Way back on 29 January, we commented in “Council Splurge on Commercial Property Will End in Tears” that some local authorities were trying to make up for cuts in their funding from Central Government by buying commercial property all over the country. Last weekend, (6 months later!) the Sunday Times ran the same story, titling it “Tiny town hall is £1bn property tycoon”.
The attractions are easy to understand…… the Government seems happy to lend huge sums of money to local authorities at tiny rates of interest and with apparently few questions asked. I wish they’d do the same for me!!
Central funding of local councils can be around 80% of their overall income – and so when this was cut after the Great Financial Recession, it must have hurt badly. So we admire the entrepreneurial spirit of councils like Spelthorne, who have borrowed cheap money and put it to work. Their efforts have been so successful that, according to the ST, Spelthorne now enjoys more income from property than from council tax.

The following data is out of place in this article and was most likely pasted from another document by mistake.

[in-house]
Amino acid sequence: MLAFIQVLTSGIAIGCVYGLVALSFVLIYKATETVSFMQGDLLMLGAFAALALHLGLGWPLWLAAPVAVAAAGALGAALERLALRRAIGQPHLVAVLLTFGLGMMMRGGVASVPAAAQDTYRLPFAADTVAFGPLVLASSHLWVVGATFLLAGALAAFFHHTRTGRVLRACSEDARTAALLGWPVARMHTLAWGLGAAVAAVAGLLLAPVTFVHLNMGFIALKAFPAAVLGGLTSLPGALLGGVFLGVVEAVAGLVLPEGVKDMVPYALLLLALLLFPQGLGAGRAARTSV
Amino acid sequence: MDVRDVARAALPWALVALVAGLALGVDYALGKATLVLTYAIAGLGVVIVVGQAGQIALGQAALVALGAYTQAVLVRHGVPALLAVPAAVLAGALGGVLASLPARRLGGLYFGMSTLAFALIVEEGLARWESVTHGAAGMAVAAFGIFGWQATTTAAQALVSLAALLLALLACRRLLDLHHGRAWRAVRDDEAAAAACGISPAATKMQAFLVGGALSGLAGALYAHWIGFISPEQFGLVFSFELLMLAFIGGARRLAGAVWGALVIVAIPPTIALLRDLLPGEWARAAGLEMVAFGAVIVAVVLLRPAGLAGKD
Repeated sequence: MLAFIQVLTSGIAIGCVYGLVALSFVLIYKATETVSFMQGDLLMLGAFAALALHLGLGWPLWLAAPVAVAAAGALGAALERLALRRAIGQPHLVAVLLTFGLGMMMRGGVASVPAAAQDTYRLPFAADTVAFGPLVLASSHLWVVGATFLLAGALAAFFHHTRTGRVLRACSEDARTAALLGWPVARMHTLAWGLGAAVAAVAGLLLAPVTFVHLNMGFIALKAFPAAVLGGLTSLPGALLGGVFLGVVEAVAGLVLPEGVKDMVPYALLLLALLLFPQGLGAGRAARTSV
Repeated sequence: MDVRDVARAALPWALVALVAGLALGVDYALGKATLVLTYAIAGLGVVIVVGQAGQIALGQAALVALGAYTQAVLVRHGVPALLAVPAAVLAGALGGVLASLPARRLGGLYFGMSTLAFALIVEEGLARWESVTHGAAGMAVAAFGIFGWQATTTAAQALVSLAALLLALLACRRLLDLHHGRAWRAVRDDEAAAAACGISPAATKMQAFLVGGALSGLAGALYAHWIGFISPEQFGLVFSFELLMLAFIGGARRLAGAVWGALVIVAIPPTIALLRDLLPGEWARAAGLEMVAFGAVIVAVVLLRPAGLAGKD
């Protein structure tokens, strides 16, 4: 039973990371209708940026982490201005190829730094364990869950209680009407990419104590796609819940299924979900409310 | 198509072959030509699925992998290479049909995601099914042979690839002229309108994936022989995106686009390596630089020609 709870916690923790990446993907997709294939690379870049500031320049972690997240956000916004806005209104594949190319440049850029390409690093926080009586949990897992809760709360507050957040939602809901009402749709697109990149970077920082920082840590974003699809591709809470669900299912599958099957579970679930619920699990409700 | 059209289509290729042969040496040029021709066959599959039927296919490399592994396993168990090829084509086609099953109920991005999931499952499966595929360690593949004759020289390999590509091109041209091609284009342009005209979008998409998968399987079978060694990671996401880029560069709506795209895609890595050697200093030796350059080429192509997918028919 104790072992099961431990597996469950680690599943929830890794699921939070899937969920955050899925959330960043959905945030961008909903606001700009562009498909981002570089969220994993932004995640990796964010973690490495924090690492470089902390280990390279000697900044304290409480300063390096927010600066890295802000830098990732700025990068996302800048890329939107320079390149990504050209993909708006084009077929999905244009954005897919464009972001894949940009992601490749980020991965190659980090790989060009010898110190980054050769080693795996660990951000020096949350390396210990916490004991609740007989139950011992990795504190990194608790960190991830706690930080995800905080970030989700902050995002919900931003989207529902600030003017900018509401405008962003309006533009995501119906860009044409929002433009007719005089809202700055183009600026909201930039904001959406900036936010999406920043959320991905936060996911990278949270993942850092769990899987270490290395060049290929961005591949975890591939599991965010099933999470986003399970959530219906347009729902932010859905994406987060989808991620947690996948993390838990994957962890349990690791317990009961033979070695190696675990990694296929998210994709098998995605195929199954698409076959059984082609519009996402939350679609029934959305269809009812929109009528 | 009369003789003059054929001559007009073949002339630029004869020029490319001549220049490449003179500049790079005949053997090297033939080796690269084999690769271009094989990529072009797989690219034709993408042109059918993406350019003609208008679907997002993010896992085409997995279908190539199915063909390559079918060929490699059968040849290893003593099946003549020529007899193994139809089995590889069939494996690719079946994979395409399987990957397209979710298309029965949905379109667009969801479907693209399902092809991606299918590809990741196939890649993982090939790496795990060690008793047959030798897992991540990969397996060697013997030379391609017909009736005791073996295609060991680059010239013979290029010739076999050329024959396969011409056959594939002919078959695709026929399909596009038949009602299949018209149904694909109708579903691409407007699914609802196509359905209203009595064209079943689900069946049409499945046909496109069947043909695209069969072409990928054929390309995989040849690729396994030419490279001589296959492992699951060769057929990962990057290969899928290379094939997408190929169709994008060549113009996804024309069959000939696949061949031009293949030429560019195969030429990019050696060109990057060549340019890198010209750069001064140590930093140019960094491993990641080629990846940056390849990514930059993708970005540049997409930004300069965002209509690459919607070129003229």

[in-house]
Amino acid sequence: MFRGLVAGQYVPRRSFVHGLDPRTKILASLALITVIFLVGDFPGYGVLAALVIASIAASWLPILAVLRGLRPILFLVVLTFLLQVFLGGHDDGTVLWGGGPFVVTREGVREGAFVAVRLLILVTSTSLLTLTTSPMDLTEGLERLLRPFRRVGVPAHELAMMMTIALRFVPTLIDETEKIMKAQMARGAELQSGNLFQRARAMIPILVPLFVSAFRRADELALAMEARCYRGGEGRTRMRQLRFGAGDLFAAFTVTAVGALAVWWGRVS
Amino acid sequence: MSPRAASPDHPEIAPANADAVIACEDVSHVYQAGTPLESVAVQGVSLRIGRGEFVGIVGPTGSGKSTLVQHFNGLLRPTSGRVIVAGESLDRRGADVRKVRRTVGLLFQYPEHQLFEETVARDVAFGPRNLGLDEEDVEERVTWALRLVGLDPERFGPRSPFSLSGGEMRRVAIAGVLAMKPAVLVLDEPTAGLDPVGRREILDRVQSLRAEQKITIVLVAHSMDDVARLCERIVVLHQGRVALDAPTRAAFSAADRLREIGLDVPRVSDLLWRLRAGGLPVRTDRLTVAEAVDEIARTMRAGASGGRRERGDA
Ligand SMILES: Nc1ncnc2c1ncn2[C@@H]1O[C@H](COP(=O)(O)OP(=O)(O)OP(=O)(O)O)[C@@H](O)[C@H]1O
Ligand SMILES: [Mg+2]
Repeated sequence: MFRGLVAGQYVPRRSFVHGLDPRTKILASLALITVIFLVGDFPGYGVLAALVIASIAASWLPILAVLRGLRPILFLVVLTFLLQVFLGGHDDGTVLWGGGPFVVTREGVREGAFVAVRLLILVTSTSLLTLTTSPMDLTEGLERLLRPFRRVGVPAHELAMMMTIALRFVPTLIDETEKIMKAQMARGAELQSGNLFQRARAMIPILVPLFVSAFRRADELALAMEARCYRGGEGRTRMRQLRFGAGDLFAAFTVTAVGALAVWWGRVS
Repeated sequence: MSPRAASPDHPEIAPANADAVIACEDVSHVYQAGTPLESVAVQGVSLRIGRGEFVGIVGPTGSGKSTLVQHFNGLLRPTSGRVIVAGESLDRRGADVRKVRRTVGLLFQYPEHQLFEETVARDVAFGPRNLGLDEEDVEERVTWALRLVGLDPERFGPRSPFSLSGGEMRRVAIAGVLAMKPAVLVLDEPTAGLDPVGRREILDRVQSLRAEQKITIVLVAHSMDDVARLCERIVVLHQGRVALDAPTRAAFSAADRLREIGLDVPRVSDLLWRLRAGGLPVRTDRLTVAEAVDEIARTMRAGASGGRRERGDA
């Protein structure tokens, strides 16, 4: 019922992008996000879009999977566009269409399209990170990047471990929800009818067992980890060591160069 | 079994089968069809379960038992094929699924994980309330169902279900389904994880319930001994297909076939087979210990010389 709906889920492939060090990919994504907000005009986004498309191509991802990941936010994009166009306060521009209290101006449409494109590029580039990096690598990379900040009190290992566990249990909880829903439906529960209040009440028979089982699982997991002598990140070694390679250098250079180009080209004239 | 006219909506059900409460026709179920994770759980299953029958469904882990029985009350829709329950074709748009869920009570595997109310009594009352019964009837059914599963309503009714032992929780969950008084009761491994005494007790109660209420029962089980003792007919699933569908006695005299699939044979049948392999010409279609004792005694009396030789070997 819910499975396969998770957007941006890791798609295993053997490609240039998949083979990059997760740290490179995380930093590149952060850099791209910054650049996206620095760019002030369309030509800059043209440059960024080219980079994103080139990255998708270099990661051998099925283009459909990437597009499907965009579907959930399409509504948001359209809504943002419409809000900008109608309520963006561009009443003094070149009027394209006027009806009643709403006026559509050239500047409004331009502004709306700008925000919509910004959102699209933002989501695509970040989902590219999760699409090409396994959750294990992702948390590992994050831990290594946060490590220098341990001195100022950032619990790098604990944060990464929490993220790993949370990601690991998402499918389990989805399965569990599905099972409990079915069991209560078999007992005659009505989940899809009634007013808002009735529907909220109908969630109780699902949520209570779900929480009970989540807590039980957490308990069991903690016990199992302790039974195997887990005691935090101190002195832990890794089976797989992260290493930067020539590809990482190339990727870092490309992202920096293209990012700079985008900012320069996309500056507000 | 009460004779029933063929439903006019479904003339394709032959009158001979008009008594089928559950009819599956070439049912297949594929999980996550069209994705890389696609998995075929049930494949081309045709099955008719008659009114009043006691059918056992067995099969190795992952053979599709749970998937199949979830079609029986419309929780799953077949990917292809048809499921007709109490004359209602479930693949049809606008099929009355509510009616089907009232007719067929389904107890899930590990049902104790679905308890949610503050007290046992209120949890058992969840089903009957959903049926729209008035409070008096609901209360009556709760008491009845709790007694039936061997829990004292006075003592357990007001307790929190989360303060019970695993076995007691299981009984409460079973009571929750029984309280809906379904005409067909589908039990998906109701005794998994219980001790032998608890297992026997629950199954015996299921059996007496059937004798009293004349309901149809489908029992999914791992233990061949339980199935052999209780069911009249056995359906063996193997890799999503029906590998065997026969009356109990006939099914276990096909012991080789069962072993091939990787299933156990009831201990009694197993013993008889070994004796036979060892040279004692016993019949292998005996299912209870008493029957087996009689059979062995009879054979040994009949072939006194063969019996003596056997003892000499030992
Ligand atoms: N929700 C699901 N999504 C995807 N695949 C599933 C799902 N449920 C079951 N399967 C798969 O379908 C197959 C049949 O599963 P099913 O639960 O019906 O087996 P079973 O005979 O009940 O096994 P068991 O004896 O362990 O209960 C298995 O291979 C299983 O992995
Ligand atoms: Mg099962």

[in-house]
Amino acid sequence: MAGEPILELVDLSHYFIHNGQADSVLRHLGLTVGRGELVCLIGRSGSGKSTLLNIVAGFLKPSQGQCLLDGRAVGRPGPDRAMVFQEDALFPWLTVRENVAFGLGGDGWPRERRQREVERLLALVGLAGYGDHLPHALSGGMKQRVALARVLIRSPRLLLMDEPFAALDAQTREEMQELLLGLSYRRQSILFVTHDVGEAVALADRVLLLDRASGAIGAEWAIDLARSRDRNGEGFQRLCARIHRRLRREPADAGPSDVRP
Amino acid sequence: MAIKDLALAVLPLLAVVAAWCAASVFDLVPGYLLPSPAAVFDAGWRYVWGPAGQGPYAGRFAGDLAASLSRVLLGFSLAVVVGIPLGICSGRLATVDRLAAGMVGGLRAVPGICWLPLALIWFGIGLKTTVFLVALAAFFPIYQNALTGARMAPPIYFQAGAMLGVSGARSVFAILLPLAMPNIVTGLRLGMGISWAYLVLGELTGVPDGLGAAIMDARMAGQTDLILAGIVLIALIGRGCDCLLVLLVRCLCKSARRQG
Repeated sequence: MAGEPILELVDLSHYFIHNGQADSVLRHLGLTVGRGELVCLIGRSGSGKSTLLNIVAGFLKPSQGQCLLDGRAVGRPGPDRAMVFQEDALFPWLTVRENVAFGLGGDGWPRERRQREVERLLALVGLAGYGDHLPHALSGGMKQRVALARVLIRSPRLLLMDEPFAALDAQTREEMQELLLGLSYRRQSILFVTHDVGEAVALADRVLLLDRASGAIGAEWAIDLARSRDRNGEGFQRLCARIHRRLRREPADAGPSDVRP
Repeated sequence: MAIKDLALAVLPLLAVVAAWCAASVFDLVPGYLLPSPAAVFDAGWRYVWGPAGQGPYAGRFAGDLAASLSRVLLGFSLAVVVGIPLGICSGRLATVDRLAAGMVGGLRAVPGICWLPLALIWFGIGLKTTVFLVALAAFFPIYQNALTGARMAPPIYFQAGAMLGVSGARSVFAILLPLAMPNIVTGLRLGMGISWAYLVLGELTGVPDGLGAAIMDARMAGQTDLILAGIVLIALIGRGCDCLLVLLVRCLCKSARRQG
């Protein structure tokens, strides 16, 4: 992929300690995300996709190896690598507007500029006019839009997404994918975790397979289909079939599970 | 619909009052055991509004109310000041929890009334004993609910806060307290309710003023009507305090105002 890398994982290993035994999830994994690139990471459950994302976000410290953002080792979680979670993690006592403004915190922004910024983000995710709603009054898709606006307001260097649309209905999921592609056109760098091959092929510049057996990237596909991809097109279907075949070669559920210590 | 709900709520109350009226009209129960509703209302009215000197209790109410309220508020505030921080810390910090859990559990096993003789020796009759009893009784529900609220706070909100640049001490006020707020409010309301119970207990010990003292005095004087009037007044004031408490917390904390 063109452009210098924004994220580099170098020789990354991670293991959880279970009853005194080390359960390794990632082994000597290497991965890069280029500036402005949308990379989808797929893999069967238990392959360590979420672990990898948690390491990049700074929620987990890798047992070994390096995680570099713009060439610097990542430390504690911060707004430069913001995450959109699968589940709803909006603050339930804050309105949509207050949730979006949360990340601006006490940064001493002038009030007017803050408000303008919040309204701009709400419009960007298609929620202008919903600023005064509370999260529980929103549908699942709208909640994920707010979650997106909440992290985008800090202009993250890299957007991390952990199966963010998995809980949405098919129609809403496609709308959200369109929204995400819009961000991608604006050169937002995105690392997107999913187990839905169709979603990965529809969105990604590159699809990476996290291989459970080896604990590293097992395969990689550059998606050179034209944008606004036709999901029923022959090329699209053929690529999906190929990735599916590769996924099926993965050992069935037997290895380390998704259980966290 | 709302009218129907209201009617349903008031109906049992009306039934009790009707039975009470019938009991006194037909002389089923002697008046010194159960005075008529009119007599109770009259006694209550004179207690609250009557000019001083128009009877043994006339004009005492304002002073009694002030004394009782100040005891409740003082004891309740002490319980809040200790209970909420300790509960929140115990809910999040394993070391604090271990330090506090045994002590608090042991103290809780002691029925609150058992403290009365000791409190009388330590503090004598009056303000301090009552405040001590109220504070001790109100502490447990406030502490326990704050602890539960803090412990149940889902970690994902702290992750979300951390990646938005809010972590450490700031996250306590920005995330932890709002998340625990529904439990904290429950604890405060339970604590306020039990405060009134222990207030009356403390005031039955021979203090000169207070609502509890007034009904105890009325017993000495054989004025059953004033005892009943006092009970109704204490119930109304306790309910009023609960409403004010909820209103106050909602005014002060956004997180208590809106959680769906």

But the risks remain. Commercial property values can be hugely volatile. What happens if there is a huge fall in values – say 50% – and suddenly Spelthorne loses £500 million? That is rather a large amount of money! It will only be a paper loss – until they sell – but it will still show in their accounts. Only a fool puts all of their investment cash into one kind of asset.
And one has to ask the question;- Why have they been investing in office blocks and shopping centres all over the country, when some of the investment funds could have gone into local housing, which would have created income and opportunities for people in the borough to access rental homes? A sensible investment approach would have allocated investment to other, non-correlated assets too – say shares, loans to local businesses, corporate bonds and so on. No investment is foolproof, but at least a spread of assets means they are less likely to collapse in value all at the same time! They could have at least invested in offices and shops within their area to gain a return and develop the local economy.
We will watch this space with interest over the next few months. Rather scarily, it is much easier to see commercial property losing 50% of value than it is to see it gaining 50%. And that is going to hurt Spelthorne and similarly daring councils.